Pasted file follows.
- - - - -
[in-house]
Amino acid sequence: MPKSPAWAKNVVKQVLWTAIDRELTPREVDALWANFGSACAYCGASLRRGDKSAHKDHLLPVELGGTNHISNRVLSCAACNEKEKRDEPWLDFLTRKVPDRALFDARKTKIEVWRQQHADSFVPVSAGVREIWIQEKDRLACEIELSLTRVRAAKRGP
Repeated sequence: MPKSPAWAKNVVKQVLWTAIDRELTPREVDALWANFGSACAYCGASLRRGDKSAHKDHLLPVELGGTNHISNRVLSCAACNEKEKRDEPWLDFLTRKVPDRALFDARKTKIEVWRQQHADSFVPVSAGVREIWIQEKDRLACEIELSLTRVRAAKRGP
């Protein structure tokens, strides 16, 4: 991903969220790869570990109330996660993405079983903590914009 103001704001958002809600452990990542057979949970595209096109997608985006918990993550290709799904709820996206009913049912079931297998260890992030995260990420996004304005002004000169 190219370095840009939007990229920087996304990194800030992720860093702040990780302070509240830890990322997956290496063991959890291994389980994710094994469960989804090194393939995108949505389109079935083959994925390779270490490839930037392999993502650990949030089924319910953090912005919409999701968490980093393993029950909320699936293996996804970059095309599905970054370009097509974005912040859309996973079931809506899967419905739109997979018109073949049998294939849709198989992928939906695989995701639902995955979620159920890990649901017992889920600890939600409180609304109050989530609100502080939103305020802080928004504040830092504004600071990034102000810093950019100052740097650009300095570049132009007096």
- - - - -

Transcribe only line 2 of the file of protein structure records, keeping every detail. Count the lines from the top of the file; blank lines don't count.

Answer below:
Amino acid sequence: MPKSPAWAKNVVKQVLWTAIDRELTPREVDALWANFGSACAYCGASLRRGDKSAHKDHLLPVELGGTNHISNRVLSCAACNEKEKRDEPWLDFLTRKVPDRALFDARKTKIEVWRQQHADSFVPVSAGVREIWIQEKDRLACEIELSLTRVRAAKRGP